Lord Louis Mountbatten was born under the name Louis Francis Albert Victor Nicholas Battenberg on June 25, 1900. His father was Prince Louis Battenberg, and his mother was Princess Alice, granddaughter of Queen Victoria. He was related to British, Russian, Spanish, Romanian, Swedish, Greek and Norwegian royals.
joined the Royal Navy at 13 and went to the Royal Navy College. He was a
great oarsman and won every boat race he entered. The sport that he was best
at was polo, and he was captain of the Navy Polo Team that won 110 cups. He
also wrote a book about polo that is still popular.
He was a cadet at Osborne
when WWI started, and he served aboard the “Lion” and “Elizabeth”
for two years. Louis was talented in wireless communication, and he invented lots of
devices that were adopted by the Royal Navy. He also wrote two handbooks on
wireless telegraphy for the Navy. At that time the family changed its name
In 1922 he married Edwina
Ashley in London and honeymooned in America.
Mountbatten stayed in the Royal Navy between the World Wars and commanded the destroyers H.M.S.
Wishart and H.M.S. Daring.
When W.W.II started he
commanded the 5th Destroyer Flotilla and was the captain of
H.M.S. Kelly. He gained a reputation of being daring and lucky. The H.M.S.
Kelly was torpedoed while in battle and was towed back to port, while
many air attacks, and it took 92 hours. While the Kelly
was under repairs he
was in charge of another destroyer, the H.M.S. Javelin. It too was attacked
and had its bow and stern blown off but also made it back to port under
tow. He was really lucky!
Shortly before the invasion
of Europe by the Allied Forces, Winston Churchill appointed Mountbatten Head
of Combined Operation Command with the title of Lt. General and Air
Marshall. It was his job to help plan and prepare for the D-Day Invasion. He
used his experiences from other raids to plan the big invasions
Africa, Italy and eventually France. From those operations, Mountbatten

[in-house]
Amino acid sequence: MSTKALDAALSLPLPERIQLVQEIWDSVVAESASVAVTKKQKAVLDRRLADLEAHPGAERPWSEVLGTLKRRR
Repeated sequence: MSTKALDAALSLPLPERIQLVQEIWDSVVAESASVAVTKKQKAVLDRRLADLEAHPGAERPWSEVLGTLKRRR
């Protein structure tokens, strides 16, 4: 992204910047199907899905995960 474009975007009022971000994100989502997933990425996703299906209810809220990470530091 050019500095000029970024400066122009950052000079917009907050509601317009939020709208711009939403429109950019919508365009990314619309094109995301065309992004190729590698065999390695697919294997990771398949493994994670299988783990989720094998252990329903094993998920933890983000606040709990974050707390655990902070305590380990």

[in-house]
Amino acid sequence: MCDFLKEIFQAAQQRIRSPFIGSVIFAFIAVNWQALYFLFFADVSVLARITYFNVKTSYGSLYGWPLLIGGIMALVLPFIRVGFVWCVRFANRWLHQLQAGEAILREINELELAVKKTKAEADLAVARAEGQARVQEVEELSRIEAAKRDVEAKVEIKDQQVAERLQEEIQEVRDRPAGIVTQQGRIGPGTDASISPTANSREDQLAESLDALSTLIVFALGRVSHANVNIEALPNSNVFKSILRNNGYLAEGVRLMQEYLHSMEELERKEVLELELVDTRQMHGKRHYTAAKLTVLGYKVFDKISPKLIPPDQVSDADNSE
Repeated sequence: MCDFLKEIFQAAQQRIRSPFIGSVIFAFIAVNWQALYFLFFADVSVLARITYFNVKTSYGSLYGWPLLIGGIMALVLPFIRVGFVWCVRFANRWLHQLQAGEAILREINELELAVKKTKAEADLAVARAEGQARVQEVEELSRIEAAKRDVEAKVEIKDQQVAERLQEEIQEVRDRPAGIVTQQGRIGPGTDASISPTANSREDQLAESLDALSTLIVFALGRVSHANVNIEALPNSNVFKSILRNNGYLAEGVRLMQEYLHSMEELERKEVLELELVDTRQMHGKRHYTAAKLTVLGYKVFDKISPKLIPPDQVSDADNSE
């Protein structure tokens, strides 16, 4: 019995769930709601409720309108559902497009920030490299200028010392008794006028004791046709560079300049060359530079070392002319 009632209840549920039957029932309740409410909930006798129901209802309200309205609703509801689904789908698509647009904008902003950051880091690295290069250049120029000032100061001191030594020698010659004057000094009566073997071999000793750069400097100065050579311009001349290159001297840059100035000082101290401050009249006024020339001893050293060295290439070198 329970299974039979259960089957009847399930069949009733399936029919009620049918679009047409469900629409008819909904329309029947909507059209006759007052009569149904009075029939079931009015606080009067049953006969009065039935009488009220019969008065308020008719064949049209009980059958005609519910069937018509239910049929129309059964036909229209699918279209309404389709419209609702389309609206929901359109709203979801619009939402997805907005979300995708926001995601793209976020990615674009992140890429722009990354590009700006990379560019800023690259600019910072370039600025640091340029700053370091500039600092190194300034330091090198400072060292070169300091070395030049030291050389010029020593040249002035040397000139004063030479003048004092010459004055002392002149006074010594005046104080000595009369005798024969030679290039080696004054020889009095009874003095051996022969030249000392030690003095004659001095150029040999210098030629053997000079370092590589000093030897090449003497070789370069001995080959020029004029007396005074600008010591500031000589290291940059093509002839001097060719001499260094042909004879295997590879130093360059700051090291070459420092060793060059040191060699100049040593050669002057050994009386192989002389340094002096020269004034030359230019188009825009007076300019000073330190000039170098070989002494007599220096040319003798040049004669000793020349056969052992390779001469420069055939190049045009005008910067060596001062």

realized two elements for success: suppressive bombardment and mobile harbor
In planning the invasion
into France, most planners wanted to land in Calais but Mountbatten wanted
Normandy. Hitler put 25 divisions into Calais and that convinced planners
that Lord Mountbatten was right, and they made the choice to land at
Normandy. His ideas helped to make the invasion a success, and as a result
many of the people living in France were freed from
the rule of the German Army. He helped to bring peace to Europe.
In October of 1943,
Churchill gave Mountbatten the position of Head of Southeast Asia Command.
It was there that he planned and directed the freedom of Burma and Singapore
from the Japanese Army. Many of the troops who fought for Britain in Asia
felt that they had been forgotten by the military and by the people back
home. Mountbatten used his charm to raise spirits. But this problem was best
solved by victories against the Japanese at Arakan and Imphal.
British forces had held
their ground against the Japanese encirclement tactics and continued to
fight through the rainy season in order to prevent the Japanese from
regrouping. This strategy turned the tide for Britain in that war.
Also, he created the Medical Advisory Division that worked to reduce the
malaria sick rate among soldiers. Aided by these two developments, General
Slim and Mountbatten pushed the Japanese out of Burma with victories at
Meiktila and Mandalay, and they eventually entered Rangoon unopposed in May
After the war, Mountbatten
directed the transition from military to civilian government in Southeast
He believed that the Asians
and British should be friends and that the practice of self-determination